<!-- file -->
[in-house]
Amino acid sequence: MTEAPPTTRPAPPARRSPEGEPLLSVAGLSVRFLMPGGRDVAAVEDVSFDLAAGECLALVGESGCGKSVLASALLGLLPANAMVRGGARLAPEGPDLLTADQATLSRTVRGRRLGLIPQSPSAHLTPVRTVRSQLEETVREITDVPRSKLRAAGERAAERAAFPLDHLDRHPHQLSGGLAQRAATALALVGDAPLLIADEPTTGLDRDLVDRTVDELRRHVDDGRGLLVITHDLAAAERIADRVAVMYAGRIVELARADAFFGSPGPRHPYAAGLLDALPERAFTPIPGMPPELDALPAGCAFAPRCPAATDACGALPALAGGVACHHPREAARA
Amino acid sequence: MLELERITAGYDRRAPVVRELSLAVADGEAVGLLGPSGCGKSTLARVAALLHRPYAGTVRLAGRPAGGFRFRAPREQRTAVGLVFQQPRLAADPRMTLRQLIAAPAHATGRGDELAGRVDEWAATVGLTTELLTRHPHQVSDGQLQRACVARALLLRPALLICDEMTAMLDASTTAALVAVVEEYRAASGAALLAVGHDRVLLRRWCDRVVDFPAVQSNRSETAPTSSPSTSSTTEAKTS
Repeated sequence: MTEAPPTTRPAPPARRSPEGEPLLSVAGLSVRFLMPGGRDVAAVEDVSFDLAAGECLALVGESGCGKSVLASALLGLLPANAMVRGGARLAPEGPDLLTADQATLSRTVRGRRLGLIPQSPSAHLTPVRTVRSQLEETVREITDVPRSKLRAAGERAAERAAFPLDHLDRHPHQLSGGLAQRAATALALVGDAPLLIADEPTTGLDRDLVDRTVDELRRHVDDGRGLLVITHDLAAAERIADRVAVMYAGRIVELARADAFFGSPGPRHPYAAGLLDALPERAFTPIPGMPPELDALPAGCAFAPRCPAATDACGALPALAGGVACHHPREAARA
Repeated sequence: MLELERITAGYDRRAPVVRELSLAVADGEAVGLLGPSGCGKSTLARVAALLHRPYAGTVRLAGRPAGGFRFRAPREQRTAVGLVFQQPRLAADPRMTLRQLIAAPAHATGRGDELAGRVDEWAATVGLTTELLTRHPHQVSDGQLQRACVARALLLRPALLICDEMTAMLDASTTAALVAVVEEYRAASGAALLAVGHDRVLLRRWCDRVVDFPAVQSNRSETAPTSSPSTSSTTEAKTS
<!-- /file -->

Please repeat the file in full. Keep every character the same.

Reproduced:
[in-house]
Amino acid sequence: MTEAPPTTRPAPPARRSPEGEPLLSVAGLSVRFLMPGGRDVAAVEDVSFDLAAGECLALVGESGCGKSVLASALLGLLPANAMVRGGARLAPEGPDLLTADQATLSRTVRGRRLGLIPQSPSAHLTPVRTVRSQLEETVREITDVPRSKLRAAGERAAERAAFPLDHLDRHPHQLSGGLAQRAATALALVGDAPLLIADEPTTGLDRDLVDRTVDELRRHVDDGRGLLVITHDLAAAERIADRVAVMYAGRIVELARADAFFGSPGPRHPYAAGLLDALPERAFTPIPGMPPELDALPAGCAFAPRCPAATDACGALPALAGGVACHHPREAARA
Amino acid sequence: MLELERITAGYDRRAPVVRELSLAVADGEAVGLLGPSGCGKSTLARVAALLHRPYAGTVRLAGRPAGGFRFRAPREQRTAVGLVFQQPRLAADPRMTLRQLIAAPAHATGRGDELAGRVDEWAATVGLTTELLTRHPHQVSDGQLQRACVARALLLRPALLICDEMTAMLDASTTAALVAVVEEYRAASGAALLAVGHDRVLLRRWCDRVVDFPAVQSNRSETAPTSSPSTSSTTEAKTS
Repeated sequence: MTEAPPTTRPAPPARRSPEGEPLLSVAGLSVRFLMPGGRDVAAVEDVSFDLAAGECLALVGESGCGKSVLASALLGLLPANAMVRGGARLAPEGPDLLTADQATLSRTVRGRRLGLIPQSPSAHLTPVRTVRSQLEETVREITDVPRSKLRAAGERAAERAAFPLDHLDRHPHQLSGGLAQRAATALALVGDAPLLIADEPTTGLDRDLVDRTVDELRRHVDDGRGLLVITHDLAAAERIADRVAVMYAGRIVELARADAFFGSPGPRHPYAAGLLDALPERAFTPIPGMPPELDALPAGCAFAPRCPAATDACGALPALAGGVACHHPREAARA
Repeated sequence: MLELERITAGYDRRAPVVRELSLAVADGEAVGLLGPSGCGKSTLARVAALLHRPYAGTVRLAGRPAGGFRFRAPREQRTAVGLVFQQPRLAADPRMTLRQLIAAPAHATGRGDELAGRVDEWAATVGLTTELLTRHPHQVSDGQLQRACVARALLLRPALLICDEMTAMLDASTTAALVAVVEEYRAASGAALLAVGHDRVLLRRWCDRVVDFPAVQSNRSETAPTSSPSTSSTTEAKTS